Key Words: Thiazolidinediones, Peroxisome-proliferator-activated receptors γ, Volume expansion, Edema, NBCe1, NHE3, Epithelial Na channel



PHYSIOLOGICAL ROLES OF PEROXISOME-PROLIFERATOR-ACTIVATED RECEPTOR γ

The peroxisome-proliferator-activated receptors (PPARs) are a subfamily of the nuclear-receptor superfamily. Upon ligand binding, these receptors undergo conformational changes, and regulate the expression of multiple genes by recruiting specific sets of co-activators or co-repressors. Among them, PPARγ is most abundantly expressed in adipose tissues, but is also expressed in many tissues including vascular endothelium and kidney[1]. PPARγ is both necessary and sufficient to initiate adipogenesis in fibroblast cell lines, and can be thought of as a master gene in fat cell biology and differentiation[2]. In a key study, homozygous PPARγ-deficient embryos died due to placental deficiency. Unexpectedly, heterozygous PPAΡγ-deficient mice were rather protected from developing insulin resistance under a high-fat diet. These heterozygous mice showed overexpression and hypersecretion of leptin despite the smaller size of their adipocytes, which might explain the protection from insulin resistance[3]. Thus, PPARγ may play dual roles in the regulation of insulin resistance at least in the specific experimental conditions in mice.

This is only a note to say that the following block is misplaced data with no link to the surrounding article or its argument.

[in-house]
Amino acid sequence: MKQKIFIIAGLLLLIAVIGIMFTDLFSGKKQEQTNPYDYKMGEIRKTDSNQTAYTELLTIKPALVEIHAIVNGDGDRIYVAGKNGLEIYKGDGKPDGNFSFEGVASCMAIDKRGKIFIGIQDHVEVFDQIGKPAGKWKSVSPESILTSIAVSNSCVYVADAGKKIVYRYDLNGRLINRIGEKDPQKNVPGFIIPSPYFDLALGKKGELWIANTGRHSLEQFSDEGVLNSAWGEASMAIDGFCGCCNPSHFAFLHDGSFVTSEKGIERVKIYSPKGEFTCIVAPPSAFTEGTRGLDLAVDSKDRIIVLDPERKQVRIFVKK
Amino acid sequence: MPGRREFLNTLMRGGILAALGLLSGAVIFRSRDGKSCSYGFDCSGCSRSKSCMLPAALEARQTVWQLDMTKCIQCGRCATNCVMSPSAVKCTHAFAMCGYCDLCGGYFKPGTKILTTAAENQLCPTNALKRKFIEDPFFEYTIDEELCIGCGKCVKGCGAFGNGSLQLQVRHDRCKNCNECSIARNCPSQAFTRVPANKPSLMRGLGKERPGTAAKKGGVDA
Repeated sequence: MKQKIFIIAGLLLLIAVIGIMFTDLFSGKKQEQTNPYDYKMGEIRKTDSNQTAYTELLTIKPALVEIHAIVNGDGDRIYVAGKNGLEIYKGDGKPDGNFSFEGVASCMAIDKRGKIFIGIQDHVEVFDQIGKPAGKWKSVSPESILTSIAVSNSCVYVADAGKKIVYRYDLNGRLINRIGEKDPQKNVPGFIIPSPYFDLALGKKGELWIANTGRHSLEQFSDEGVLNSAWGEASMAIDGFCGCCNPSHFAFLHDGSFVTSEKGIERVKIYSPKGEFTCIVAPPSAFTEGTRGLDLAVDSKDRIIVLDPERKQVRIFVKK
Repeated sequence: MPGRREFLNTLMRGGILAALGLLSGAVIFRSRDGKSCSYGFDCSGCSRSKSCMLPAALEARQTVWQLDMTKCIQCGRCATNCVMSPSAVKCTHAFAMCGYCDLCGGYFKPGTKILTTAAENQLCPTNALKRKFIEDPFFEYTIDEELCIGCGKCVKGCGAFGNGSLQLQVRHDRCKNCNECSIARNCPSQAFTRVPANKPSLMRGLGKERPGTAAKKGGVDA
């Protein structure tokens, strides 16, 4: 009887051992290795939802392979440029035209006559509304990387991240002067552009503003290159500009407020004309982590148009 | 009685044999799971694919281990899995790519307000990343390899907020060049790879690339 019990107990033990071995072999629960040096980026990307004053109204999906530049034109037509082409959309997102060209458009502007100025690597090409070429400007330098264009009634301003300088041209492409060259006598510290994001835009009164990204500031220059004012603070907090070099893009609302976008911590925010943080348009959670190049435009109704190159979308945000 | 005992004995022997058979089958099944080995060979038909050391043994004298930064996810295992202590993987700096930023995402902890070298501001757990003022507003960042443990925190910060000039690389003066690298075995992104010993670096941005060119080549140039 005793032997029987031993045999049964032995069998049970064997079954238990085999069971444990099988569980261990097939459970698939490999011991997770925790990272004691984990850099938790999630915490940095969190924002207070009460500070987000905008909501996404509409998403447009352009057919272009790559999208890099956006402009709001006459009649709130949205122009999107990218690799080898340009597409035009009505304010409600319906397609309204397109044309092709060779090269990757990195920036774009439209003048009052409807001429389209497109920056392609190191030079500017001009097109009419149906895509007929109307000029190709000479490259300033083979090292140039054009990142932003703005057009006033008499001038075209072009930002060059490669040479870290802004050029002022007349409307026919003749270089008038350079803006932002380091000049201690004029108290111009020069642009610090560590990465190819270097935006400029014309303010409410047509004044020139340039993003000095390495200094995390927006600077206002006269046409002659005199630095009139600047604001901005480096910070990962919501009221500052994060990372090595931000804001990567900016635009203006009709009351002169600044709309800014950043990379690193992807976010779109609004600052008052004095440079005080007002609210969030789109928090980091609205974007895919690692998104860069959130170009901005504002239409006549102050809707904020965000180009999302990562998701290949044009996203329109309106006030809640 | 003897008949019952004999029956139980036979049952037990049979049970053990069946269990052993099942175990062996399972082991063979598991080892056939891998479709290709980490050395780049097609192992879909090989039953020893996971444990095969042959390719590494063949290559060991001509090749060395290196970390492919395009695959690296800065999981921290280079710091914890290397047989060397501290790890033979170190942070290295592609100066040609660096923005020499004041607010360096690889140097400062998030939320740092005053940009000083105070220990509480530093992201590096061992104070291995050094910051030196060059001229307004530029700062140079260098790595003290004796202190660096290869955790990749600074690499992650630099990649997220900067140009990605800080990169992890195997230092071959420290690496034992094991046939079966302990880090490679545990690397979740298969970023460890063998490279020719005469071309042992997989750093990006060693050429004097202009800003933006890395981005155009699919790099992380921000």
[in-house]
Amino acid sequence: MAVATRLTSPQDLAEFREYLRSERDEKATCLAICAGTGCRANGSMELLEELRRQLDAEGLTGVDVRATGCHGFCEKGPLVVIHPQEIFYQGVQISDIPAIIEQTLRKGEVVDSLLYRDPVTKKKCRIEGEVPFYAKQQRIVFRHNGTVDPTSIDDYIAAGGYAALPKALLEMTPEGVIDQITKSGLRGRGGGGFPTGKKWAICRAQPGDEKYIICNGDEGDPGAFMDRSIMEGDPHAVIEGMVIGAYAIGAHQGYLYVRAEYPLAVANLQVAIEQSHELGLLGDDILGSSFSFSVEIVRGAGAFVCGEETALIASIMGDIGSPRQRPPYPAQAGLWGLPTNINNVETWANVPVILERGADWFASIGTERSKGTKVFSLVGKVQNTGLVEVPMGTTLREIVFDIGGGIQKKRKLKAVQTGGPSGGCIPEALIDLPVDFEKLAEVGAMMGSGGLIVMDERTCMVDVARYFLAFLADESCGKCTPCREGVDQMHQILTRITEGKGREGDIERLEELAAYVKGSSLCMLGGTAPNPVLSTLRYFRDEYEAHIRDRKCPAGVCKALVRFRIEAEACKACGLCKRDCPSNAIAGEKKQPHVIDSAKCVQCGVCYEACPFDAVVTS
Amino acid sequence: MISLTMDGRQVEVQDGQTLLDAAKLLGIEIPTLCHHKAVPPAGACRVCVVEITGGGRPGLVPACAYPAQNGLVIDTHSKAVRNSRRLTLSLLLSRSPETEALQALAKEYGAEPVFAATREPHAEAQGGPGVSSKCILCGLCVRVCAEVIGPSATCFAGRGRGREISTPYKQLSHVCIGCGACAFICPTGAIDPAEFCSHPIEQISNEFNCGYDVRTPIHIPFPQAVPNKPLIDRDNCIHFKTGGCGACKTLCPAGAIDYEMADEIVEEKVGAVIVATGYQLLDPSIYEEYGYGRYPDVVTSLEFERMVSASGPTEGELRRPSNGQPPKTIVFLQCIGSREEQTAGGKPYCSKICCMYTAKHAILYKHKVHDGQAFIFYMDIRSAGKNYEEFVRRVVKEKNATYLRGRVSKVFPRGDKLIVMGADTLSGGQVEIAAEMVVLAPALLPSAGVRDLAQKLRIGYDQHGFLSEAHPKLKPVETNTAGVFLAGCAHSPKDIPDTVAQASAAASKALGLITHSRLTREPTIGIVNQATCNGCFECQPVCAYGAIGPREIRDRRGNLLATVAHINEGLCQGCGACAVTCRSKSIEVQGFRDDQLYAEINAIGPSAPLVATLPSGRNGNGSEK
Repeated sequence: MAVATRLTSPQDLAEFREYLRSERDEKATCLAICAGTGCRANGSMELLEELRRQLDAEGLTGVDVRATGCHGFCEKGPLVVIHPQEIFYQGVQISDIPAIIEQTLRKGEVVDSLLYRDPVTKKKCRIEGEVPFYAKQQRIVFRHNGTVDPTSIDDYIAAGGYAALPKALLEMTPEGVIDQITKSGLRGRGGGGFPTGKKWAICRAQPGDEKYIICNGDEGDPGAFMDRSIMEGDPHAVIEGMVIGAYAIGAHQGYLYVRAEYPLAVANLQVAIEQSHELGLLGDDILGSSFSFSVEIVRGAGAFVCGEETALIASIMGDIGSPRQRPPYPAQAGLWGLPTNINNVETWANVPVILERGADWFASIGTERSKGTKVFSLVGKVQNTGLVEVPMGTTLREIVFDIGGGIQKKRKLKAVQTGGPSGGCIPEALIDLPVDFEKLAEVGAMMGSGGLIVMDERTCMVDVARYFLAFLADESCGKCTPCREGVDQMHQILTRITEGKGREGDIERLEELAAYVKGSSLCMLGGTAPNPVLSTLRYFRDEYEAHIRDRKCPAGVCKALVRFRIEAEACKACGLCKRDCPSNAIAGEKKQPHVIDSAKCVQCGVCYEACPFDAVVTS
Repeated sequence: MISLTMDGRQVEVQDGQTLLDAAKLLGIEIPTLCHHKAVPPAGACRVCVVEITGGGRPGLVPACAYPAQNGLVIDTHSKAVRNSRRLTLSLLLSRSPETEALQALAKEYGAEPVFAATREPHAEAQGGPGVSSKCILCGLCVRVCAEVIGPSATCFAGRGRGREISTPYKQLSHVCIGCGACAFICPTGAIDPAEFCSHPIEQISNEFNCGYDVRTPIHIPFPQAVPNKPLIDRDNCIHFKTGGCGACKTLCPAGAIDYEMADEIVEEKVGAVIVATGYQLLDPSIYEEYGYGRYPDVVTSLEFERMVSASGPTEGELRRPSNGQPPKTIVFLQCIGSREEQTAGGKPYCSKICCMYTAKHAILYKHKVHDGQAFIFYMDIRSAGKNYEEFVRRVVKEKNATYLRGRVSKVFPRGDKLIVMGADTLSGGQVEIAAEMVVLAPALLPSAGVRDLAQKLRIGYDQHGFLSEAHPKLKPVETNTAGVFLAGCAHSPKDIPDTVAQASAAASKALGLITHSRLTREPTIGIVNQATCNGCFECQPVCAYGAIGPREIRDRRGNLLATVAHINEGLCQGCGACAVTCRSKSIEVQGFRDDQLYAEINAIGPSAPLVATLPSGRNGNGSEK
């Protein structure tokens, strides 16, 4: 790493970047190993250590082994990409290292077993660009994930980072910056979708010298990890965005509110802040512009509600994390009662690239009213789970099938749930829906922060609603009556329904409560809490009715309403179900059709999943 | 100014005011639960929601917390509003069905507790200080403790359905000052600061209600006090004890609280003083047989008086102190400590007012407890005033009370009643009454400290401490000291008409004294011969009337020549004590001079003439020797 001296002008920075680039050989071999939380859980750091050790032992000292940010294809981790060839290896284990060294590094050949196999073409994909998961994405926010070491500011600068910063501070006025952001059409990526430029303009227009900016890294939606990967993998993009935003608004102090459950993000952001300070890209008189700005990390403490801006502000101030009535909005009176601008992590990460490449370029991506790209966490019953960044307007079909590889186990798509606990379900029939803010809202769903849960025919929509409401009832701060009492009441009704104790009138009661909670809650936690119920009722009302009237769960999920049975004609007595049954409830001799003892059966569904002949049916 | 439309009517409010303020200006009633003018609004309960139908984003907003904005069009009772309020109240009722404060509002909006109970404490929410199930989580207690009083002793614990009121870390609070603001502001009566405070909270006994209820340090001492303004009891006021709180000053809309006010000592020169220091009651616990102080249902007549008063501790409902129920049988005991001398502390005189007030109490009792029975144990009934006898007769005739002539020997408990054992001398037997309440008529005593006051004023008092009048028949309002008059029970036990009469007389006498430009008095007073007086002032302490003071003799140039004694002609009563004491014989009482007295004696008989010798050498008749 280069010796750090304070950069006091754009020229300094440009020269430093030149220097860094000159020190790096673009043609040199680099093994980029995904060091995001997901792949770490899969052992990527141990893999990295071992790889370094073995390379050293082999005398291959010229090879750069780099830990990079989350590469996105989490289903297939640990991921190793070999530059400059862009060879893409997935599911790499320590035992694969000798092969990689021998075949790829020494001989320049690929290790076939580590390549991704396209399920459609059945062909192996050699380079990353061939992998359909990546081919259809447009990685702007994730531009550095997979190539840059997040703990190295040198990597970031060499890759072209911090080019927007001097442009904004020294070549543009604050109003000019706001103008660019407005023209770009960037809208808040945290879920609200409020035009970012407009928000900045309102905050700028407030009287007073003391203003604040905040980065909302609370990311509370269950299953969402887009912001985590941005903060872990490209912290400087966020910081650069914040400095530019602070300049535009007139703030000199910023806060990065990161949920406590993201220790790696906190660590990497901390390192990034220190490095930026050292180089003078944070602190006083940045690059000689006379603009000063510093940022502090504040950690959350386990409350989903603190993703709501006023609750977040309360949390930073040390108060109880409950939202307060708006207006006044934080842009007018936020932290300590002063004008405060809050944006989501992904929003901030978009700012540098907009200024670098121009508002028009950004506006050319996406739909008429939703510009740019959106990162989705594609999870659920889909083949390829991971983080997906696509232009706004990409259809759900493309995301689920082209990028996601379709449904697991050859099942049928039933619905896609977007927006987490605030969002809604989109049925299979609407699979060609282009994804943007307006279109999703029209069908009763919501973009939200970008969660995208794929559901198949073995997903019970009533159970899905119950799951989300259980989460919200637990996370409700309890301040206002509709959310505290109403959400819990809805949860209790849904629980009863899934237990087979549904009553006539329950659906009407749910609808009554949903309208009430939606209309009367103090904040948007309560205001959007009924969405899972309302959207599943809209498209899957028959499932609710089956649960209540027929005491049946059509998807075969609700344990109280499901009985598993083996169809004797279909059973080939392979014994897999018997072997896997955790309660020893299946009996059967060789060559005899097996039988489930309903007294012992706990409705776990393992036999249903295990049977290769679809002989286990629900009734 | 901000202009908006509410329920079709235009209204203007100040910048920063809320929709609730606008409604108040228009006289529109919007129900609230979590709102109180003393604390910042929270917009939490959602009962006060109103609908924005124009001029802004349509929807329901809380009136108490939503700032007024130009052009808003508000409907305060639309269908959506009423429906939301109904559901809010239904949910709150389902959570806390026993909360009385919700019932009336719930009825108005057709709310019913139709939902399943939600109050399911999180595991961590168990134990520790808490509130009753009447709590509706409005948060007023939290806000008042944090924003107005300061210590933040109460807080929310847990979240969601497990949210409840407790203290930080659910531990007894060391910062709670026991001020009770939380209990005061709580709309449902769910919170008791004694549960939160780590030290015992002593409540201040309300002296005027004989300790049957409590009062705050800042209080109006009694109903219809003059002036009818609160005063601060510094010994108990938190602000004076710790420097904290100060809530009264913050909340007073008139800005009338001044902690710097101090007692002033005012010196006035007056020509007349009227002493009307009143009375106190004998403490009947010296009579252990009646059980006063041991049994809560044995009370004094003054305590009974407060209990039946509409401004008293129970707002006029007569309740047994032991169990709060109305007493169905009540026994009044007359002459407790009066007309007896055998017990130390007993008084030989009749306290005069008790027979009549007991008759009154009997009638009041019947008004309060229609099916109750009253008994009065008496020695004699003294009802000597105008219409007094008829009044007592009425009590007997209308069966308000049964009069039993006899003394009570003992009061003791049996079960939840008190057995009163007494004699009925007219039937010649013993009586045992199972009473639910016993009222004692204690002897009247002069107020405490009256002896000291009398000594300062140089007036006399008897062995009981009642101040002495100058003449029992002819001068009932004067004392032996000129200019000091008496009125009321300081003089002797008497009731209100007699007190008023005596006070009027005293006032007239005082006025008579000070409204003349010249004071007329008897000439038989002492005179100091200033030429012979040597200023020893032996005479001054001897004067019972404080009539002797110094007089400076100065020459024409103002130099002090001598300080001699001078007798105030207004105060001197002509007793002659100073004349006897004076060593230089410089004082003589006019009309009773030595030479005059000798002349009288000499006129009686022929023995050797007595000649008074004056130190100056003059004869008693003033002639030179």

By contrast, pharmacological activation of PPARγ by thiazolidinediones (TZDs) consistently improves insulin resistance and lowers plasma glucose concentrations in humans[1]. Interestingly, a recent study suggests that obesity-induced phosphorylation of PPARγ at serine 273 may, by reducing the expression adiponectin, represent a molecular basis of insulin resistance[4]. Thus, PPARγ seems to be an ideal target in the treatment of type 2 diabetes mellitus with insulin resistance.

TZDs such as rosiglitazone and pioglitazone (PGZ) are synthetic ligands functioning as strong activators of PPARγ. The insulin-sensitizing effects of TZDs may involve the decreased expression of insulin-resistant adipokines including tumor necrosis factor (TNF)-α, interleukin (IL)-1 and resistin, as well as the increased production of insulin-sensitizing hormone adiponectin[4]. TZDs may also have beneficial effects on the cardiovascular system, including the reduction of blood pressure, the improvement of vascular function, and the reduction of inflammatory biomarkers[5,6]. These beneficial effects of TZDs on glycemic control and cardiovascular risk factors have lead to their widespread use in the treatment of type 2 diabetes mellitus. However, fluid retention, one of the main side effects of TZDs, precludes the use of TZDs in the setting of severe congestive heart failure (CHF). Moreover, a recent meta-analysis suggests that rosiglitazone may even increase the cardiovascular mortality risk[7].